10 Common Blog Writing Mistakes


Mistakes are part of life; we’re human and it’s inevitable. When writing for the web, specifically for blogs, sometimes errors are easy to stumble across due to the fast paced environment.

Luckily, this  article from The Entrepreneur provides an infographic a quick, visual guide on the top ten most common mistakes bloggers make, ranging from fragments and run on sentences to comma usage. If you have a blog or are thinking of starting, definitely check it out! Just keeping this common mistakes in the back of your mind might be a great preventive measure. Or simply look before you post!



Who Are You Writing To?


As a writer, when I saw a headline that read, “The Source of Bad Writing” I was immediately drawn and afraid at the same time; I wanted to know, but I was afraid some of it would apply to my own writing! But, alas, I clicked the link. The expectation of accruing some writing knowledge was too tempting.

According to the author of the piece, Steven Pinker, his take on where all this bad writing was stemming from was a disregard of an audience’s knowledge on the topic on which someone is writing.

As a professional writing major, I have it routinely reminded to me the importance of remembering my audience. Your audience, after all, in a way gives breath to your work. And a lot of writers are forgetting this vital fact. Pinker referenced a term by economists called “The Curse of Knowledge.” This phenomenon occurs when one has “a difficulty in imagining what it is like for someone else not to know something that you know.” This, he says, it what’s happening with writers and why “good people are writing bad prose.”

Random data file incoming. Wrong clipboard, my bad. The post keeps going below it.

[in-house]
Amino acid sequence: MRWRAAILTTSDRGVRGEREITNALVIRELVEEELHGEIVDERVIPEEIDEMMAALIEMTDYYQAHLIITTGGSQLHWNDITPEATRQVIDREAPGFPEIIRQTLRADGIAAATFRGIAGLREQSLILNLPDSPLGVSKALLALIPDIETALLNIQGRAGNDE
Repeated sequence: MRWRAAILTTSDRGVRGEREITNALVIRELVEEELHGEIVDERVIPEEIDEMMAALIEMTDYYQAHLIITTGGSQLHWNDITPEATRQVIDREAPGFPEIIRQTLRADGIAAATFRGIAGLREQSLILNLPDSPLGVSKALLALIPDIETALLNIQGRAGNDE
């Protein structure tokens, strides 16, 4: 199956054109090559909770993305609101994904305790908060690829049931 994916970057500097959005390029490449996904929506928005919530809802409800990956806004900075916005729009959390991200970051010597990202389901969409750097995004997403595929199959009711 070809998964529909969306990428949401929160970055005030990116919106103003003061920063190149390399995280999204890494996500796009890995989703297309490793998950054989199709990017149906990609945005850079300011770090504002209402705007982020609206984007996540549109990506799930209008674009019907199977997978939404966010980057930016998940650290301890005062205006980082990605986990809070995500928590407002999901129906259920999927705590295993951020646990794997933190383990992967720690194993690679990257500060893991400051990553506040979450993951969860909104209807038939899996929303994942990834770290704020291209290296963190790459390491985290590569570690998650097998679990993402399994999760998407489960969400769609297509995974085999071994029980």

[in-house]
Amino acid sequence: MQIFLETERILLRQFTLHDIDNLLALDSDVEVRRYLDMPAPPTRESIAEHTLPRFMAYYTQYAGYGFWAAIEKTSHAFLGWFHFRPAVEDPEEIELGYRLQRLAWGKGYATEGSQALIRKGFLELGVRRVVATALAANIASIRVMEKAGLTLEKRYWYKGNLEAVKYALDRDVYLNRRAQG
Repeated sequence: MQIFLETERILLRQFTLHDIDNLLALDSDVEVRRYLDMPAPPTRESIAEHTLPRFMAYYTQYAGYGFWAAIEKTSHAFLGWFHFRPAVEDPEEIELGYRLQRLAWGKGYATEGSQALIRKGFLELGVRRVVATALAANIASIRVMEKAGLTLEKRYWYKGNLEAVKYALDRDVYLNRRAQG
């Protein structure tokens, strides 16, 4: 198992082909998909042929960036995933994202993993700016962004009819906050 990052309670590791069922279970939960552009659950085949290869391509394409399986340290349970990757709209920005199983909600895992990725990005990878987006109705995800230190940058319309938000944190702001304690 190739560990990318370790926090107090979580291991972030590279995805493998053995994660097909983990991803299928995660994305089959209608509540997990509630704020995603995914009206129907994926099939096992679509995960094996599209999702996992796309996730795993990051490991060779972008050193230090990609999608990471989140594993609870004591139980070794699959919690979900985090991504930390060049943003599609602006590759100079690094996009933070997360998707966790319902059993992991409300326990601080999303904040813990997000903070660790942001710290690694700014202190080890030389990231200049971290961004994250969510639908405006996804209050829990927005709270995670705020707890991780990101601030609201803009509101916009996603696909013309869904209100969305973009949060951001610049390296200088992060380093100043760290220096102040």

So, okay, we get the issue and that’s great; now how do we fix it? Pinker offers a variety of insights, but also acknowledges how difficult audience acknowledgment can be. After all, we don’t know every pair of eyes that will view our work and it’s unrealistic to expect that everyone will understand what we’re saying. But, to get a better grasp on audience, definitely check out Pinker’s advice.


A Scientist on Writing and Style


When you think about writing, you probably don’t think about the visual aspects, per se, do you? I know I didn’t. Harvard psychologist Steven Pinker points out that writing is a very visual experience. He says:

“Good writing is actually written for the eye, it’s not just that vowels and consonants just pour into your ear, but as you understand language, you should be able to imagine what it is the writer is experiencing. The overuse of clichés turns readers’ visual brains off, and it makes writing dull and turgid. As they say, avoid clichés like the plague.”

For more on his take on style in writing, read this.



Cultural Rhetorics Conference

Photo credit: Kellogg Center

MSU is hosting the 2014 Cultural Rhetorics Conference from Friday, October 30 – Saturday, November 1 at the Kellogg Hotel & Conference Center.

Cultural Rhetorics scholars study meaning-making practices and, sometimes, the things produced through those practices like baskets, books, dances, poems, websites, buildings, and landscapes.

We use the term “cultural rhetorics” to emphasize an orientation to a set of constellating methodological and theoretical frames we engage in our scholarly and teaching practices. Those frames draw from and across Rhetoric & Composition Studies, various Ethnic Studies fields, Postcolonial Studies, Decolonial Studies, Gender Studies, Performance Studies, Cultural Studies, and others.

This is mainly an event for graduate students, but undergraduates are encouraged to attend, especially those who are interested in grad school.

For more information: http://culturalrhetorics.org/crconf/